Tuesday, May 21, 2019


I didn't know Muhlaysia Booker personally. But her death has broken my heart in so many more ways than even the deaths of close friends and family members. Because she embodies all that I have written and demonstrated and fought to defend in the struggle for equal rights for all.

Not only was she obviously a beautiful young woman, but a transgender woman of color, the most likely segment of our population to suffer violence at the hands of mostly men, but unfortunately often with the support of some women.

Muhlaysia suffered an excruciatingly violent beating not long ago that was captured on video, which I find impossible to watch all the way through and even only seconds of watching unfortunately inspires in me a violent response, including fantasies of vigilantism, like beating the beater to as close to death as humanly possible. Now, Muhlaysia has been found shot to death (not that long after the beating, but after the beater had been released from jail!).

The police at the moment I'm writing have no suspect in custody, nor as far as I know have they announced any suspects (the beater has disappeared, which should create some idea of who might be a likely suspect). The saddest aspect of this for me is that the men beating Muhlasyia and the women egging them on were, like Muhlaysia, African-American.

The deep-seated fear and disdain and even hysteria that too many men and women have in response to transgender women (and men, but women in particular), is too often reinforced by just about every social norm as expressed in entertainment and news (how often do these murders, let alone beatings, appear in any news you pay attention to?) and everyday conversations and interactions.

Time for a broad movement to defend and support transgender women.

Thursday, May 16, 2019


a favorite photo of my first wife Lee and me just after we married in 1964,
I was 22, she was 21, and we'd only met once in person before we married,
though we'd been corresponding since we met at 18 and 17...
this was in Washington state where I was stationed in the military inland,
but friends, a college student couple, had spent their student loans on a boat we were visiting

Wednesday, May 15, 2019


"...human affairs still continue to be the consequence of mistakes, misunderstandings, and myths."  —William Saroyan (from Days Of Life And Death And Escape To The Moon)

Monday, May 13, 2019


On this Saturday, May 18th, I'll be one of the poets reading from 3:30 to 5PM as part of The Music City Festival put on by The Free University of Orange at the HUUB, 35 Cleveland Street, Orange NJ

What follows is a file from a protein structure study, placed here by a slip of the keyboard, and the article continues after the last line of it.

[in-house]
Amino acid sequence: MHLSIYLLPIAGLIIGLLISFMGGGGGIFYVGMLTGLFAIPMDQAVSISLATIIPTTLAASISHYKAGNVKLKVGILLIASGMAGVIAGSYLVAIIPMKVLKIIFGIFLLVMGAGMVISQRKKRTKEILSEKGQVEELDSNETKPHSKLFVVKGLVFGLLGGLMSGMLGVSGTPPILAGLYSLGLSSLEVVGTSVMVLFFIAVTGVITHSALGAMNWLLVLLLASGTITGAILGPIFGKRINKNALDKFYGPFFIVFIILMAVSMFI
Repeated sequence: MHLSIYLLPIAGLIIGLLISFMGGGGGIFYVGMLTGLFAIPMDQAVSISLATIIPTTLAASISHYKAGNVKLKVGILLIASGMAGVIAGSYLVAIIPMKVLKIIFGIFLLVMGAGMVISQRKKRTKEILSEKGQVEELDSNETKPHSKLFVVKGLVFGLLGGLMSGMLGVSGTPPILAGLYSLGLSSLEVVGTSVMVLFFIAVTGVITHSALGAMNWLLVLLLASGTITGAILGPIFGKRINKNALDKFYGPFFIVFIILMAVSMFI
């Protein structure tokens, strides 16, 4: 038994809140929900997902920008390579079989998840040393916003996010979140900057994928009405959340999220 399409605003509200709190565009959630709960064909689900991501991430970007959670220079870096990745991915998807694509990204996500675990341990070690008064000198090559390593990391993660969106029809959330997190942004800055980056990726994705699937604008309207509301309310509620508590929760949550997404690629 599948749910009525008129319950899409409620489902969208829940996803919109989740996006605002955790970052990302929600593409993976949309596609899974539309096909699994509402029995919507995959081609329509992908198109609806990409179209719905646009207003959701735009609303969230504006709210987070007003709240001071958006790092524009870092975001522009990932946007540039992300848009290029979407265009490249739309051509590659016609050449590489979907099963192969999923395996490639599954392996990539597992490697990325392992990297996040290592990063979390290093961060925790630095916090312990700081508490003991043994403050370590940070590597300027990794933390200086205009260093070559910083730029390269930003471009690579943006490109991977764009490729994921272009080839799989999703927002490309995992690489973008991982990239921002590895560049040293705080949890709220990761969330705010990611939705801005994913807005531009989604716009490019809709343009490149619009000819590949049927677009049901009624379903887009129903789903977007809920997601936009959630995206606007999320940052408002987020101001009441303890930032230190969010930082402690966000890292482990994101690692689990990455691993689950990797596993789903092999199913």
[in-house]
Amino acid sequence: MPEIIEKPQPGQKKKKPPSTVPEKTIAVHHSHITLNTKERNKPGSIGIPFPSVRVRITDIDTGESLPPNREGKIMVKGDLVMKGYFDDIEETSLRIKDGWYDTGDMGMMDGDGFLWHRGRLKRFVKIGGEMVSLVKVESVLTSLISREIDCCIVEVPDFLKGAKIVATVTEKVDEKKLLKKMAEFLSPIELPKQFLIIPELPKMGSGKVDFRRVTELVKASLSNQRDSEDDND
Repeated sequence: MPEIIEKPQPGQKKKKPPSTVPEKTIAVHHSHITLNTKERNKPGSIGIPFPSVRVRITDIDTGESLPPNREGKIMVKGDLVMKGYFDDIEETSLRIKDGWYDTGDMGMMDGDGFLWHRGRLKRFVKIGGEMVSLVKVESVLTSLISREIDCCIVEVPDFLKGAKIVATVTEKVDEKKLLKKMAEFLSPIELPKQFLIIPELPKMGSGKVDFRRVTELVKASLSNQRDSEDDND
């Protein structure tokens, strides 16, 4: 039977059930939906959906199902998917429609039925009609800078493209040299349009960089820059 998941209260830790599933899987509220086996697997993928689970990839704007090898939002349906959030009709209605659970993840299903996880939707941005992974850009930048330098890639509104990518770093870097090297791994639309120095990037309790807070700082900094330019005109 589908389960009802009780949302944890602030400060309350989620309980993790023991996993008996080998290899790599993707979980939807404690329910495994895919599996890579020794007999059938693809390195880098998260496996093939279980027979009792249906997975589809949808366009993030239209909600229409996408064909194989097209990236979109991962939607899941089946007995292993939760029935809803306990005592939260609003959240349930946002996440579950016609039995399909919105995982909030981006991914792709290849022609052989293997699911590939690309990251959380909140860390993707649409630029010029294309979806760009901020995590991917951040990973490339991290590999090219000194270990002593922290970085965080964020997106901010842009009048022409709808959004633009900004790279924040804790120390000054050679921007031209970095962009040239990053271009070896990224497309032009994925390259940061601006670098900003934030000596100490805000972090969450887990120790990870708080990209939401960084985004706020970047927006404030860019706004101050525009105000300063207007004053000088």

Also on the same day, May 18th, but at 7PM I'll be reading my poetry, and Rachel E. Diken will be reading hers, at ANT Bookstore & Cafe, 345 Clifton Avenue, Clifton NJ

Hope to see you there (and/or there)

Sunday, May 12, 2019


This has always been my favorite photo of my mom, taken in the 1920s before I knew her (I came along in 1942, the last of a brood that began n 1926 the year after she and my father married), but the same eyes I still see in my mind when I think of her, and she passed in 1966, on Mother's Day (or the night before) the way I remember it.  I had been away in the military for the previous four years so never really got to talk to her as an adult, the way I later wished I had. So many questions left unanswered and things left unsaid. But from my side, I still talk to her in my head.

Thursday, May 9, 2019


my three oldest brothers and me c.1950 when I was 8
the friar (the oldest of my siblings, Tommy, soon to be Father Campion)
and the next oldest Jimmy (who we called Buddy) in the white shirt
had both been in the military at the end of "the war" (WWII)
and both had attended college on the G.I. Bill
and both were hip musicians ("reed men") and I adored them,
the third, for some reason known by his middle name Robert,
would soon enter the army, and then become a teamster and later a cop,
he was my tough guy hero as a boy,
all three long gone now,
(between them were two sisters, Joan, also gone, and Irene, still with us
and a brother, John, who died as an infant)
and then me looking angry, probably because
I wasn't looking as sharp as them, forced to wear the pants our grandmother
(who lived with us)
made for me,
and she probably made the shirt as well,
which I could not complain about without hurting her and I would never do that